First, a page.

I need to delete all files in a directory, but exclude some of them. For example, in a directory with the files
a b c ... z, I need to delete all except for
p. Is there an easy way to do this?
You can use
find . ! -name u ! -name p -maxdepth 1 -type f -delete
!negates the next expression
-namespecifies a filename
-maxdepth 1will make find process the specified directory only (
findby default traverses directories)
-type fwill process only files (and not for example directories)
-deletewill delete the files
You can then tune the conditions looking at the man page of find
- Keep in mind that the order of the elements of the expressions is significant (see the documentation)
Test your command first by using
find . ! -name u ! -name p -maxdepth 1 -type f -print
Doing it without find:
ls | grep -v '(u|p)' | xargs rm
(Edit: "u" and "v", as in other places here, are being used as generic versions of entire regexes. Obviously you'll want to be careful to anchor your regexes to avoid matching too many things.)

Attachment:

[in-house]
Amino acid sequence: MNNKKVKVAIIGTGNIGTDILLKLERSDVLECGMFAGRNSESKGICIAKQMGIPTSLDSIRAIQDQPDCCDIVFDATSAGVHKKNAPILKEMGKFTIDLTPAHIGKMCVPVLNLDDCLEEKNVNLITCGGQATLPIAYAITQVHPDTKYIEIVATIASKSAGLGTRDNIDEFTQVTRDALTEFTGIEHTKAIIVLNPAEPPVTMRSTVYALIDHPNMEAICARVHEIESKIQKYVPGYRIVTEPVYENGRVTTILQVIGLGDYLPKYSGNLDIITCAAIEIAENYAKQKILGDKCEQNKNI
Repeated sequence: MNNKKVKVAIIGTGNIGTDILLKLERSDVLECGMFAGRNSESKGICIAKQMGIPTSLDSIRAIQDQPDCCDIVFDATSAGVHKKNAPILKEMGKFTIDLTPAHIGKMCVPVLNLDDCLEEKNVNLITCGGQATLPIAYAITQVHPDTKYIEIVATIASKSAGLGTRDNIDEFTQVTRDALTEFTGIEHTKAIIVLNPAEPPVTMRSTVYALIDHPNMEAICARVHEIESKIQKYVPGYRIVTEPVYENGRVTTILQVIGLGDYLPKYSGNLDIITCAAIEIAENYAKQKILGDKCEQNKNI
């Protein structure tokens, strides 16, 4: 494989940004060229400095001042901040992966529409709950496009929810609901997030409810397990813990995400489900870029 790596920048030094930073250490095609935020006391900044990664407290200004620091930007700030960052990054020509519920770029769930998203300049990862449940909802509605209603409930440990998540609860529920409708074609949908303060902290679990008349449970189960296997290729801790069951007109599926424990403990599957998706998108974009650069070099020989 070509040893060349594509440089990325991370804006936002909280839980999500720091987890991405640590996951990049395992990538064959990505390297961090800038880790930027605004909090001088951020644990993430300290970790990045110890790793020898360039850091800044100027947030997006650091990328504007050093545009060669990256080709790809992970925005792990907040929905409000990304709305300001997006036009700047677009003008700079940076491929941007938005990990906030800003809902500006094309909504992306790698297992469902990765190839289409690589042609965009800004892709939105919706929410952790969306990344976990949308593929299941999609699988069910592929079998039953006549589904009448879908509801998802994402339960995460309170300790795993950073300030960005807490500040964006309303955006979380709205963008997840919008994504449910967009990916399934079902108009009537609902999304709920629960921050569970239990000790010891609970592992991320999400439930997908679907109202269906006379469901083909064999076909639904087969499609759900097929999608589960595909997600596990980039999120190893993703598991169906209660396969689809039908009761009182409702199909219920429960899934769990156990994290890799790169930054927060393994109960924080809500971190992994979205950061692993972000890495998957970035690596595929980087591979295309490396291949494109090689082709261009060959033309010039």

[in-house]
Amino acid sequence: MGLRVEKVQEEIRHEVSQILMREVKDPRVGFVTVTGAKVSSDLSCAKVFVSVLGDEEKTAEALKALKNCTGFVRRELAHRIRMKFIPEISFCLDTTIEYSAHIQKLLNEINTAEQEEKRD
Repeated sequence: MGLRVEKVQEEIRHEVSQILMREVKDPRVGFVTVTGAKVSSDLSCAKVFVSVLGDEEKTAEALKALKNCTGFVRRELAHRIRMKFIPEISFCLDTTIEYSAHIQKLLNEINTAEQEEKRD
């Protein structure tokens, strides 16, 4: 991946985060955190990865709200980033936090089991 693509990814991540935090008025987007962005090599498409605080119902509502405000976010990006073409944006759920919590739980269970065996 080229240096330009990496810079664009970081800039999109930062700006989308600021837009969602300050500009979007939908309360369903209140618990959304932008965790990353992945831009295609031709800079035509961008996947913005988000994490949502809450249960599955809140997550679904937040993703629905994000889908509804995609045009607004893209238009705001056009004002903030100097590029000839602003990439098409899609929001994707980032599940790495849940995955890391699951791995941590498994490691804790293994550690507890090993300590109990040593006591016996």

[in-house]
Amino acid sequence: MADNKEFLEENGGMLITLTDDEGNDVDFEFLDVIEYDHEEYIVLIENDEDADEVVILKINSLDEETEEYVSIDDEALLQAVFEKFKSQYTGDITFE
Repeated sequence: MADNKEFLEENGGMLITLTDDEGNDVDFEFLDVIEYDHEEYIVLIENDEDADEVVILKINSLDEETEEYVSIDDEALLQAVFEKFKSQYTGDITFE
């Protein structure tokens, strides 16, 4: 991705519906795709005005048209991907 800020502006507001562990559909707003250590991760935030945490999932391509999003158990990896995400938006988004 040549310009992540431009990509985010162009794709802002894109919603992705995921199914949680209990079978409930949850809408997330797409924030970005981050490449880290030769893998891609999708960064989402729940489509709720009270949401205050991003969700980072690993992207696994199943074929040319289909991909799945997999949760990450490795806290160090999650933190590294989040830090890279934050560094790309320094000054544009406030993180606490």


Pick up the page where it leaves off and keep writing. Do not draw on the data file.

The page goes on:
You're definitely going to want a script if you're going to be doing much of this, as others have suggested.
Back in the floppy era I had a dos executable called "Except" that would move things out of the current directory temporarially and execute a command, so you could say:
except *.txt del *.*
to delete everything but your text files.
This would be a pretty trivial thing to implement as a shell script and if this is the kind of thing you are likely to do more than twice it seems like it would be a good idea.
For those preferring to specify arbitrary complex exclude patterns (spanning all affected filenames) in a full blown regexp emacs, posix-awk or posix-extended style (see find man page) I would recommend this one. It excludes
p in current dir in this example. This may be handy for scripts.
find -regextype posix-awk ! -regex './(u|p)' -print0 | xargs -0 rm -rf
for FILE in ./*; do if [[ $FILE != ./u* ]] || [[ $FILE != ./p* ]];then rm $FILE; fi; done;
It's kind of lengthy and I don't know if you could easily make it into an function that could easily accommodate and arbitrary number of arguments, but it works well.
And it's pure bash goodness.